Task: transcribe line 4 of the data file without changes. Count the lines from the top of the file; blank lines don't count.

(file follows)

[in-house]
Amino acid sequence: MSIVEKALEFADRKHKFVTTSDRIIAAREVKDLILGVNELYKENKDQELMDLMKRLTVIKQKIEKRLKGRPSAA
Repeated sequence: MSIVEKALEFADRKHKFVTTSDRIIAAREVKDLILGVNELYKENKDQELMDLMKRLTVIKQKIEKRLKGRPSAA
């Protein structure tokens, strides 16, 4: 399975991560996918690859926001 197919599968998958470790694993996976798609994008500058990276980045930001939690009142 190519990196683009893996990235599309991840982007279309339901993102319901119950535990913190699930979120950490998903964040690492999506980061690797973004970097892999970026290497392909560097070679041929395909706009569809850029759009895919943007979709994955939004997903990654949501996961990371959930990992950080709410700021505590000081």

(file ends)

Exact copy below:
């Protein structure tokens, strides 16, 4: 399975991560996918690859926001 197919599968998958470790694993996976798609994008500058990276980045930001939690009142 190519990196683009893996990235599309991840982007279309339901993102319901119950535990913190699930979120950490998903964040690492999506980061690797973004970097892999970026290497392909560097070679041929395909706009569809850029759009895919943007979709994955939004997903990654949501996961990371959930990992950080709410700021505590000081």